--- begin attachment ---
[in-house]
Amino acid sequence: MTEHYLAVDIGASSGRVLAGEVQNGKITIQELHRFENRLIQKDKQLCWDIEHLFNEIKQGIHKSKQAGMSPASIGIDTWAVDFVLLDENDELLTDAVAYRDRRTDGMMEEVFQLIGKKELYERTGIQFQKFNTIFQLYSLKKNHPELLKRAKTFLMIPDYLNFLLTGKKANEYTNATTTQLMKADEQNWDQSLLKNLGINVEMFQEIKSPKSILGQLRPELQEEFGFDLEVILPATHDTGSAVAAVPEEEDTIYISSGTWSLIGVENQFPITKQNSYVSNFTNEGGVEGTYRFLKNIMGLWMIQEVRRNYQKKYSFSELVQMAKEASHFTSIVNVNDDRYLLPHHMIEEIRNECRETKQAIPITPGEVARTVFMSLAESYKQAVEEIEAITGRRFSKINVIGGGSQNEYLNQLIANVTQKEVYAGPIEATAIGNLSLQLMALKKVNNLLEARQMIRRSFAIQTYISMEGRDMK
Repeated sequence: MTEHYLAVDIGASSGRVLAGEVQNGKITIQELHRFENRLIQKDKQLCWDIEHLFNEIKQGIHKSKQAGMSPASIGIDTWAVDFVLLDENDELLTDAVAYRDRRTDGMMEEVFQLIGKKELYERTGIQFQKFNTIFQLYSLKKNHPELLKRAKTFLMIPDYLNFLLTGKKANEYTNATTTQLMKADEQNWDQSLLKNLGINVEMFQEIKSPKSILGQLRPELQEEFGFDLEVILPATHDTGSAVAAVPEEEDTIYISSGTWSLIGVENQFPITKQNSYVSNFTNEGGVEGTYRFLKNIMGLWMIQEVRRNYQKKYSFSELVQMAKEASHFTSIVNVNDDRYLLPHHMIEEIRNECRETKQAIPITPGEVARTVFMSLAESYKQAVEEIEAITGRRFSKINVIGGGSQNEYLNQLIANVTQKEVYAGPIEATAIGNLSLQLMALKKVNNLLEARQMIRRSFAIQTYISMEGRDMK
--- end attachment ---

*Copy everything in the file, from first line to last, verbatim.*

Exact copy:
[in-house]
Amino acid sequence: MTEHYLAVDIGASSGRVLAGEVQNGKITIQELHRFENRLIQKDKQLCWDIEHLFNEIKQGIHKSKQAGMSPASIGIDTWAVDFVLLDENDELLTDAVAYRDRRTDGMMEEVFQLIGKKELYERTGIQFQKFNTIFQLYSLKKNHPELLKRAKTFLMIPDYLNFLLTGKKANEYTNATTTQLMKADEQNWDQSLLKNLGINVEMFQEIKSPKSILGQLRPELQEEFGFDLEVILPATHDTGSAVAAVPEEEDTIYISSGTWSLIGVENQFPITKQNSYVSNFTNEGGVEGTYRFLKNIMGLWMIQEVRRNYQKKYSFSELVQMAKEASHFTSIVNVNDDRYLLPHHMIEEIRNECRETKQAIPITPGEVARTVFMSLAESYKQAVEEIEAITGRRFSKINVIGGGSQNEYLNQLIANVTQKEVYAGPIEATAIGNLSLQLMALKKVNNLLEARQMIRRSFAIQTYISMEGRDMK
Repeated sequence: MTEHYLAVDIGASSGRVLAGEVQNGKITIQELHRFENRLIQKDKQLCWDIEHLFNEIKQGIHKSKQAGMSPASIGIDTWAVDFVLLDENDELLTDAVAYRDRRTDGMMEEVFQLIGKKELYERTGIQFQKFNTIFQLYSLKKNHPELLKRAKTFLMIPDYLNFLLTGKKANEYTNATTTQLMKADEQNWDQSLLKNLGINVEMFQEIKSPKSILGQLRPELQEEFGFDLEVILPATHDTGSAVAAVPEEEDTIYISSGTWSLIGVENQFPITKQNSYVSNFTNEGGVEGTYRFLKNIMGLWMIQEVRRNYQKKYSFSELVQMAKEASHFTSIVNVNDDRYLLPHHMIEEIRNECRETKQAIPITPGEVARTVFMSLAESYKQAVEEIEAITGRRFSKINVIGGGSQNEYLNQLIANVTQKEVYAGPIEATAIGNLSLQLMALKKVNNLLEARQMIRRSFAIQTYISMEGRDMK